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FINAL JUDGEMENT by Daniel Easterman

FINAL JUDGEMENT

By

Pub Date: Nov. 1st, 1996
Publisher: HarperCollins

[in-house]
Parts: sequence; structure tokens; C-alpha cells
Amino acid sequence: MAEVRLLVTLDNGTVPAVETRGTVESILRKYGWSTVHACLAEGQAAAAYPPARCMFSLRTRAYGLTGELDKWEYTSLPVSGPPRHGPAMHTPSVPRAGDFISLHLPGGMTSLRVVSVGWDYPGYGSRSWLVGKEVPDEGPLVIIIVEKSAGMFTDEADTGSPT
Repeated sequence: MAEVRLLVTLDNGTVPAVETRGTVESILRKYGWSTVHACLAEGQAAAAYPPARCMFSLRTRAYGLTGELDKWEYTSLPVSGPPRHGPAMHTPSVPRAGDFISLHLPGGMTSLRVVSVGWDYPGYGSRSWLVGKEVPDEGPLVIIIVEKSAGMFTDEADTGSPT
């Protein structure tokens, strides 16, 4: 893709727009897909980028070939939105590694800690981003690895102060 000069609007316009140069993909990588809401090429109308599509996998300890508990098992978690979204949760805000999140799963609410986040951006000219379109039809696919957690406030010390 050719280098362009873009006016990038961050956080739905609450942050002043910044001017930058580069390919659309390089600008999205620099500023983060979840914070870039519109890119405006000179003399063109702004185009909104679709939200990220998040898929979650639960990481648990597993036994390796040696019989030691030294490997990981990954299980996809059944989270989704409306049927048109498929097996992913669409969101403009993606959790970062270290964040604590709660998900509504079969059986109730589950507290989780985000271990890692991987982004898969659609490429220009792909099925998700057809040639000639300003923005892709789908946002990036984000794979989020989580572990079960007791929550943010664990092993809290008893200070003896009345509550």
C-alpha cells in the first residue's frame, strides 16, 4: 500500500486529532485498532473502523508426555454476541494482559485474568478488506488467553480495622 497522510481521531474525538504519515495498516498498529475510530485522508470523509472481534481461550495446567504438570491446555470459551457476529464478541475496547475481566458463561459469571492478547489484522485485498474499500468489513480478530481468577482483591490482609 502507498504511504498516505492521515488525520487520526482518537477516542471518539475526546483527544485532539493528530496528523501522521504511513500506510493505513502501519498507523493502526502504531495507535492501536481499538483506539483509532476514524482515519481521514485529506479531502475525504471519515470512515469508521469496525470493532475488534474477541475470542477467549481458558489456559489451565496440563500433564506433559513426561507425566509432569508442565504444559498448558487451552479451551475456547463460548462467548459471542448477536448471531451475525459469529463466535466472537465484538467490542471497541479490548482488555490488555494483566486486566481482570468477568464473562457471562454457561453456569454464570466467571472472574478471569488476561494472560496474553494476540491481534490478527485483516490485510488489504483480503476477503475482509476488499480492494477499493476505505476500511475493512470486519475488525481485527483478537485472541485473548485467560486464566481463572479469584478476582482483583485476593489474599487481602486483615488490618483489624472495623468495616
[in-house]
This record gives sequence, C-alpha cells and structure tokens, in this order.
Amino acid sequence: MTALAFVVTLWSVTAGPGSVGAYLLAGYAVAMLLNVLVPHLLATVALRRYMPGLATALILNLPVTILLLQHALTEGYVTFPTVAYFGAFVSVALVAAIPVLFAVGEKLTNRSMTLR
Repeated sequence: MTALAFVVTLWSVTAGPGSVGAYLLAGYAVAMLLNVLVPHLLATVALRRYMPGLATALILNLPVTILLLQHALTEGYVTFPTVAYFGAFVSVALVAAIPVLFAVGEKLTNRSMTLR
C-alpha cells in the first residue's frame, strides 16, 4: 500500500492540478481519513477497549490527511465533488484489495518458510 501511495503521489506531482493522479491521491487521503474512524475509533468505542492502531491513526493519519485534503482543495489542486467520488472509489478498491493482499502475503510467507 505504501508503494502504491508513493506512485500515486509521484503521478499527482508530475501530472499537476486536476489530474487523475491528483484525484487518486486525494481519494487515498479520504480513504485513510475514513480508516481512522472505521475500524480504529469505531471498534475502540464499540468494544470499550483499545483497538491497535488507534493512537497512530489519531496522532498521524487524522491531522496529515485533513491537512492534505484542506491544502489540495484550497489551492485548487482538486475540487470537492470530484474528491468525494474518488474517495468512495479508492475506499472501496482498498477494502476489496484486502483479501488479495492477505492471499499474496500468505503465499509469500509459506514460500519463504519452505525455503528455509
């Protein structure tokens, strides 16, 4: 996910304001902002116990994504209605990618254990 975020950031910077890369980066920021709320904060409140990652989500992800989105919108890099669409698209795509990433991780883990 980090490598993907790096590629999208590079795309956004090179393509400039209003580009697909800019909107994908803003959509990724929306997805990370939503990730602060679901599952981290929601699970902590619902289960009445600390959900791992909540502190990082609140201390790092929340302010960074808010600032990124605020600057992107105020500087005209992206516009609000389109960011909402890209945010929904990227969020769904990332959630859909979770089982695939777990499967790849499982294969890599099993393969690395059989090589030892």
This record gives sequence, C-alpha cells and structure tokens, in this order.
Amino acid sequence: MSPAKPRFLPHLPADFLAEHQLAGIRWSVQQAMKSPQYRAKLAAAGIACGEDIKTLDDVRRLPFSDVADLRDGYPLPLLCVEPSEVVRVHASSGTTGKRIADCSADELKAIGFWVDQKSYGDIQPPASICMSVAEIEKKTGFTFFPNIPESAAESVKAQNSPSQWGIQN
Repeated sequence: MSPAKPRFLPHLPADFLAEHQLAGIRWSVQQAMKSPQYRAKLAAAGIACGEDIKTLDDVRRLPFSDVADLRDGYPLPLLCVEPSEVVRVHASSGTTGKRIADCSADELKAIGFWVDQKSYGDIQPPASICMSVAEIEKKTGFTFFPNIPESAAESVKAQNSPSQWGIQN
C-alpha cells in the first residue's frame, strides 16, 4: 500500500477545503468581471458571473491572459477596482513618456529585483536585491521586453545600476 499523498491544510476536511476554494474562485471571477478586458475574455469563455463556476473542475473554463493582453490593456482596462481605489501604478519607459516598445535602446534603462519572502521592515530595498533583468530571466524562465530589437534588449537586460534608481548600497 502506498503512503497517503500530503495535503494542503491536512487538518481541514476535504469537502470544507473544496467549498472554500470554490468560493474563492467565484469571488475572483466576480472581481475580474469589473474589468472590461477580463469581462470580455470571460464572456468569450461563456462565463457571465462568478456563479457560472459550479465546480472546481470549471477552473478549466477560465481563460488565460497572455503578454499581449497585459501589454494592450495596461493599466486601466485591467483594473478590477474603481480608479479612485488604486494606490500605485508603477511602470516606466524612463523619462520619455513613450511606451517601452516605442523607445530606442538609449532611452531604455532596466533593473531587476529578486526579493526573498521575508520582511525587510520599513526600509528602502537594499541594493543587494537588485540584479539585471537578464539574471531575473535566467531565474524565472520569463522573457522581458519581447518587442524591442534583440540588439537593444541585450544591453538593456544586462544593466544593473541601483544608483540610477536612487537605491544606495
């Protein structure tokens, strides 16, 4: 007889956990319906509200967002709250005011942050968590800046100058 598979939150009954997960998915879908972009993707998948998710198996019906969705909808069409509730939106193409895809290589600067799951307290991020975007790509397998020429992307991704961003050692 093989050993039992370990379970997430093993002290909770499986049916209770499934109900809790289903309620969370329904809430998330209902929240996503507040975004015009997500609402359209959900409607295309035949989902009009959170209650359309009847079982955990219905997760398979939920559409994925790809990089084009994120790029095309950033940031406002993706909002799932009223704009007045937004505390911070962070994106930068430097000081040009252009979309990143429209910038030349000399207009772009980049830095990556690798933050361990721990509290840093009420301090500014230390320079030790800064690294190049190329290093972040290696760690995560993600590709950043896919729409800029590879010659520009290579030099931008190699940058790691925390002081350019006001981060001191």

With help from an unlikely ally, a hard-boiled Israeli battles renascent fascists to a bloody standstill throughout Italy in another (his tenth) slick thriller from Easterman (The Night of the Apocalypse, 1995, etc.) Yosef Abuhatseria, a militant Sephardic Jew who served in one of Israel's elite antiterrorist units and later settled in the Occupied Territories, arrives in Sardinia at the request of his brother-in-law, a hotelier whose son Yoel has been abducted. Aided by Maryam Shumayyil, a comely Arab ‚migr‚ who serves as his interpreter, the Moroccan-born Yosef manages to rescue the missing child from a mountain hideaway (leaving four bodies behind). There's no reunion, however, because unknown parties have brutally murdered Yoel's parents. After delivering the traumatized youngster to family members in Israel, Yosef is unofficially encouraged by Mossad to delve more deeply into the puzzling case. Further killings and several attempts on his life convince him that he's uncovered crucial pieces of a wide-ranging conspiracy. Having become ardent lovers under the threat of mortal perils, Yosef and Maryam evade their pursuers long enough to reach the mainland, where they join forces with a Jewish self-defense group in Turin. This band of irregulars has been gathering evidence against a revisionist historian on trial for claiming that the Holocaust never happened. His suspicions confirmed, Yosef is drawn into a deadly endgame that pits him against an aging SS officer bent on establishing a new, racially pure Reich throughout Europe. Having survived a lethal encounter with his neo-Nazi foes in the subterranean caverns that underlie Turin, however, Yosef finds that he's no longer capable of virulent hatred--for Palestinians or any other presumptive enemy. At the close, Yosef and Maryam leave for an uncertain future together. An absorbingly far-fetched tale that blends tomorrow-the-world villains with heroic protagonists. Notable for above-average complexities, exotic locales, and a wealth of slam-bang action.